The Navy offers generous scholarships, financial assistance and continuing education programs. You can finish your education with little or no debt, and learn to lead others, further distinguishing your career, enhancing your credentials and expanding the boundaries of your expertise. Plus, if you’re a student or resident, you can concentrate on your education or training, with no military/training obligation until after your program is completed.

Graduate Students

Through the Navy Health Professions Loan Repayment Program (HPLRP), you may be eligible to receive financial assistance to pay down the cost of your graduate education. This includes:

  • A monthly military salary in excess of $2,200 for up to 24 months
  • 100% tuition assistance
  • A generous housing allowance*
  • A comprehensive health-care benefits package

*Navy HSCP housing allowance based on graduate school location. Increased offer amounts available in areas with a higher cost of living.

Practicing Physician Assistants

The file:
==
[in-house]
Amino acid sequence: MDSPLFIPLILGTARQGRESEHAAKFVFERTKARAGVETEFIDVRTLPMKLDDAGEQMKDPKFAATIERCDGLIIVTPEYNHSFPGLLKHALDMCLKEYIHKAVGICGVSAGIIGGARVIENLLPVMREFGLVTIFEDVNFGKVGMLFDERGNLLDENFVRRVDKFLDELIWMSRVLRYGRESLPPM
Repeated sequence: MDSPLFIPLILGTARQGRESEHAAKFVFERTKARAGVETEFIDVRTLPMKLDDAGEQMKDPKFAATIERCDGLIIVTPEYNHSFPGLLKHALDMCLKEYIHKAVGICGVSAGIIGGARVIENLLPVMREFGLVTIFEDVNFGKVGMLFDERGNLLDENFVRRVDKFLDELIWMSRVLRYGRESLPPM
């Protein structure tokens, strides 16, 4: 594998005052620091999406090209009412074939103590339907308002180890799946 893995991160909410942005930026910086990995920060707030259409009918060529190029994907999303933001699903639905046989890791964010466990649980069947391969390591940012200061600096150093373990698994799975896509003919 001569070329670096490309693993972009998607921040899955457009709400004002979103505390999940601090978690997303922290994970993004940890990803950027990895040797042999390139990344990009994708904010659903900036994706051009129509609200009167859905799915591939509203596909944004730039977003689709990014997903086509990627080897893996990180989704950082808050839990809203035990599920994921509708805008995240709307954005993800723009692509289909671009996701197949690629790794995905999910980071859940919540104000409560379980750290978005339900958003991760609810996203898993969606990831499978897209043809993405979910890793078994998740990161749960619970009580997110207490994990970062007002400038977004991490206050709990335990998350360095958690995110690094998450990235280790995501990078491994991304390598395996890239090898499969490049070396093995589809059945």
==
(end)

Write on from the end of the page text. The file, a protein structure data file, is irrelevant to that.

Through the Navy Health Professions Loan Repayment Program (HPLRP), you may be eligible to receive financial assistance to pay down the cost of your graduate education.

All offers have many variables. To get details and find out which offer would benefit you most, request a medical recruiter contact you.

Qualifications & Requirements

A degree from a four-year college or university is a minimum educational requirement to become a Commissioned Officer. You must also attend Officer Training. There may be exceptions to the degree requirements based on extensive service experience. Additional qualifications include:

  • Be a U.S. citizen currently practicing in the U.S.
  • Bachelor's degree from an accredited college or university
  • Completion of a Physician Assistant education program approved by the Committee on Allied Health Education and Accreditation (CAHEA)
  • Certification by the National Commission on Certification of Physician Assistants (NCCPA)
  • Be willing to serve a minimum of three years of Active Duty
  • Be between the ages of 18 and 41
  • Be in good physical condition and pass a full medical examination

General qualifications may vary depending upon whether you’re currently serving, whether you’ve served before or whether you’ve never served before.

Part-Time Opportunities

Serving part-time as a Reserve Sailor, your duties will be carried out during your scheduled drilling and training periods. During monthly drilling, Physician Assistants in the Navy Reserve typically work at a location close to their homes. This gives you the flexibility to expand your medical experience in the Navy without compromising your civilian practice at home.